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117 min.
Release Date
True Grit

Having mastered the revisionist Western with No Country for Old Men, Joel and Ethan Coen return to the genre for a more classical Western tale with True Grit, an adaptation closer to Charles Portis’ source novel than the 1969 film version starring John Wayne. The Coens’ version earns its title with dark humor and grim violence in a more mainstream format than the filmmakers are accustomed to. Their film doesn’t attempt to deconstruct or make commentary on the genre as so many Westerns do these days; rather, they simply tell a good story, which is brave in a way. Their approach might even be called old-fashioned for the straightforwardness of its storytelling. Except, the ever-dynamic Coens infuse their proclivity for ironic, straight-faced wit into the dialogue, adding a layer of unexpected stylization that serves as their signature.

In remaking a beloved John Wayne film, one containing a performance that earned Wayne an Oscar, the Coens expose themselves to potential dismissal from The Duke’s devotees. Despite having legendary shoes to fill, they’ve reteamed with their star from The Big Lebowski, Jeff Bridges, fresh off his own Oscar win. Bridges’ performance as Rooster Cogburn, the craggily, boozehound gunslinger with an eyepatch, not only stands on its own but completely reinvents the role in ways that, frankly, Wayne could never have accomplished. Supporting Bridges are Matt Damon, Josh Brolin, and Barry Pepper, each giving depth to their roles that otherwise felt so one-dimensional in the original. What’s more, the central role of retribution-hungry 14-year-old Mattie Ross, as performed by Hailee Steinfeld in her first screen appearance, is given enough spirit to contend with even Bridges’ colorful portrayal.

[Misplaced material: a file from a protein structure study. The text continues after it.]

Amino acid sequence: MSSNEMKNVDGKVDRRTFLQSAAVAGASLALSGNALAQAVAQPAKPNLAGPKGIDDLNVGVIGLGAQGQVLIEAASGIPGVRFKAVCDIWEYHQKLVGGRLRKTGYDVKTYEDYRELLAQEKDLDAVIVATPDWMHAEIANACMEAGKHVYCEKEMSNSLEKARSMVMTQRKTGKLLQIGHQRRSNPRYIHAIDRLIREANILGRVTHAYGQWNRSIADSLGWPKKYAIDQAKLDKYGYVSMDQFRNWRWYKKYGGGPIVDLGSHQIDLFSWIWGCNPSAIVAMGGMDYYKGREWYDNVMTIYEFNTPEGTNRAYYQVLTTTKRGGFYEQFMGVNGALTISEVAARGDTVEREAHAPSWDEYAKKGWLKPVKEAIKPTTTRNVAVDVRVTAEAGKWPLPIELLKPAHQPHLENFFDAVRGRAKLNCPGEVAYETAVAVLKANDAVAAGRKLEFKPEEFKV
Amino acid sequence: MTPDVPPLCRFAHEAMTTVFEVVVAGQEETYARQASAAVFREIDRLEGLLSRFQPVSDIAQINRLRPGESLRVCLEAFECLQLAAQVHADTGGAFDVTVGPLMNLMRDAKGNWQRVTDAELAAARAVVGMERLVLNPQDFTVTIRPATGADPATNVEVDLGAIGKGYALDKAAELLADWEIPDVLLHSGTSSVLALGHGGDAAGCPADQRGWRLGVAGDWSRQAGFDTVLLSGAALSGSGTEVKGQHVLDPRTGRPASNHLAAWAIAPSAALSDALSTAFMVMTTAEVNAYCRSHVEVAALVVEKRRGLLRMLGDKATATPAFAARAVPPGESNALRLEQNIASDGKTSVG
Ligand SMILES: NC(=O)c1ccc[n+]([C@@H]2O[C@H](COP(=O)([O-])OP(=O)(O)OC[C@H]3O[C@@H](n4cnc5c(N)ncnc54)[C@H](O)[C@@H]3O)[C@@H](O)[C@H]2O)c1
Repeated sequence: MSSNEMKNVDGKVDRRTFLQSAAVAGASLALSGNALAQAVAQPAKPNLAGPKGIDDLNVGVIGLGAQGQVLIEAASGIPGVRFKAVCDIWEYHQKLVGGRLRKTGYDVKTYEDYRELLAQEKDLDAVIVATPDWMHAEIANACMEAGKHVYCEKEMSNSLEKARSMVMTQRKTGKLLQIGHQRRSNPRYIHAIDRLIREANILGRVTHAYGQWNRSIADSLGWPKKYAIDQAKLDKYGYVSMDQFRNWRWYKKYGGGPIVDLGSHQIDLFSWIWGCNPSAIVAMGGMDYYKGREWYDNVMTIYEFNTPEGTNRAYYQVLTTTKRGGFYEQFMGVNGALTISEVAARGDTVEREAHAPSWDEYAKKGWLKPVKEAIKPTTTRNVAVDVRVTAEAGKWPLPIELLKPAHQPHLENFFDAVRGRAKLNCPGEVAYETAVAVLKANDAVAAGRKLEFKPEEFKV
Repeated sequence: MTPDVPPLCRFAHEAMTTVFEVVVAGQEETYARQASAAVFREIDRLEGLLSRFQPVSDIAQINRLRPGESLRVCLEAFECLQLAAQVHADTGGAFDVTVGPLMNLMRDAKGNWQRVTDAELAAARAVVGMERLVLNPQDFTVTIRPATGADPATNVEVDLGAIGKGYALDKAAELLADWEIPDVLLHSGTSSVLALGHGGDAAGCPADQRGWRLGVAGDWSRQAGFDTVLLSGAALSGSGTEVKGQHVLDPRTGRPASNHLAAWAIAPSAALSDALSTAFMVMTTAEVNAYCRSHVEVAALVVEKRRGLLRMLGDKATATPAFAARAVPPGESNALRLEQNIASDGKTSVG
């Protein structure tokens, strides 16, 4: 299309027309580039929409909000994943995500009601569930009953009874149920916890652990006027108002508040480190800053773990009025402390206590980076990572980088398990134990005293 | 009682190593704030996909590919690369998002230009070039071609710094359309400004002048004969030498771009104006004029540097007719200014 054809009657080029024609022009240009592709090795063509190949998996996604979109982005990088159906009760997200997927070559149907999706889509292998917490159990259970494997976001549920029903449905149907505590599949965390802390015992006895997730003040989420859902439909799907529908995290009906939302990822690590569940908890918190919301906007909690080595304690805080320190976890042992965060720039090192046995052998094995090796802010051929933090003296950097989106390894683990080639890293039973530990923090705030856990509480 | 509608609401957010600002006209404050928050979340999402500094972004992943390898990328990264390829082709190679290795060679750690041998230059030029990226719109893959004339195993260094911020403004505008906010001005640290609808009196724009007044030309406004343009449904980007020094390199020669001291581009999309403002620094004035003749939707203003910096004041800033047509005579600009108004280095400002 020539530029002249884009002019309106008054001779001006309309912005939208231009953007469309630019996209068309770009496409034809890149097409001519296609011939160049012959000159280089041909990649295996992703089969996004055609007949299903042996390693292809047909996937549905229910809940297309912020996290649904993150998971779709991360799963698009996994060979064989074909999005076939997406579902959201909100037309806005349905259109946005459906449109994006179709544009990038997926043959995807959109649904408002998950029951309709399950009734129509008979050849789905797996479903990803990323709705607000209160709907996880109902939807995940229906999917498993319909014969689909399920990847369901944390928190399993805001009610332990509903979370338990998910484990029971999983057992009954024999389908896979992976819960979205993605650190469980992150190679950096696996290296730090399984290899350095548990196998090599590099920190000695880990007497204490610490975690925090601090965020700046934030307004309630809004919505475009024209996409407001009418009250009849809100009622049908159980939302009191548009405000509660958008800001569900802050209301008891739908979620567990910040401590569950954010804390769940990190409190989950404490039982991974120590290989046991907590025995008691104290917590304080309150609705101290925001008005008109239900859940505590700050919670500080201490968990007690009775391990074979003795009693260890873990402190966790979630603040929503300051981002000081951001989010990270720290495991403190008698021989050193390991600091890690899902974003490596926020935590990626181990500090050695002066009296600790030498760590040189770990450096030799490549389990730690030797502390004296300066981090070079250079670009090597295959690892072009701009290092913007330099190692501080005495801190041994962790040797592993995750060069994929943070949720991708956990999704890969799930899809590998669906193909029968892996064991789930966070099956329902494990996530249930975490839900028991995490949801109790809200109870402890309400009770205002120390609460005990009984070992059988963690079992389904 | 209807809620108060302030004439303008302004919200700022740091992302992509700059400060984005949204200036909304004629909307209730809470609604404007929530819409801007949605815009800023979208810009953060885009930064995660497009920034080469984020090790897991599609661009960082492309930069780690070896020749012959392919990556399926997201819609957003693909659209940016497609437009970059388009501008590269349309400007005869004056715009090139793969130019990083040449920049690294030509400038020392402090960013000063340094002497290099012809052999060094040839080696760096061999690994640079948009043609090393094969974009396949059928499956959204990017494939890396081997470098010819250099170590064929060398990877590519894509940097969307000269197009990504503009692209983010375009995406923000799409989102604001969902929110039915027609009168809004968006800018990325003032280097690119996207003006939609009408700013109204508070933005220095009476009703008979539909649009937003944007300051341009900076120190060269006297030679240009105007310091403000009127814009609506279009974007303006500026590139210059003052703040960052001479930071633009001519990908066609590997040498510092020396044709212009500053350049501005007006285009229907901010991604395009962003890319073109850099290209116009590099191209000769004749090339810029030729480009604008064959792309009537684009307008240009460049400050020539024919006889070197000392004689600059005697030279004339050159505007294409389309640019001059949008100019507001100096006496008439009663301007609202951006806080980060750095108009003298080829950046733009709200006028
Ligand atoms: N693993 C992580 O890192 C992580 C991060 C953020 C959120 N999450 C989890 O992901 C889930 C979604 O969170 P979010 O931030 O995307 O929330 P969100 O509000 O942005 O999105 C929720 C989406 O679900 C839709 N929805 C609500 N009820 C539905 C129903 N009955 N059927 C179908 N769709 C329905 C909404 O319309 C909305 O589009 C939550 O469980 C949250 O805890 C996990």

But more than any single actor, the Coens have bettered the rather dry direction of the original’s Henry Hathaway, whose tired approach left the material dated by a 1960s stain, leaving it perfect material for a remake. Aspects of the original True Grit that feel awkward today are polished in the Coens’ script, which makes full use of Portis’ authentic 1880s colloquialisms, including the complete lack of contractions in speech. When Cogburn looks upon a corpse and utters, “I do not know this man,” there’s a matter-of-factness to the delivery that the dialogue underscores. The Coens stress such proper language of the period, filling their exchanges with archaic turns of phrase for moments of pitch-perfect humor, such as when Mattie minces words while bargaining with a stubborn horse trader.

Much about the 1969 film and this one are similar in terms of plot, aside from the Coens’ embrace of the book’s grittier epilogue. The events of the story, now familiar to Wayne enthusiasts, are almost identical. The young Mattie Ross hires the notorious U.S. Marshall Rooster Cogburn to hunt down her father’s murderer (Brolin). They’re joined by a Texas Ranger named “La Beouf” (Damon), whose deficiency as a tracker is exceeded by his bravery and honor. The La Beouf role has the greatest expansion, and Damon makes a bland character from the original (played by Glen Campbell) into a loveable one here. All the stops and major events in the story are the same, including the climactic shootout. But each is imbued with the Coens’ focused narrative economy and singular tone, tightening the story to make the most of each encounter on the trail. As always, the Coens have refined their film with both craft and artistry.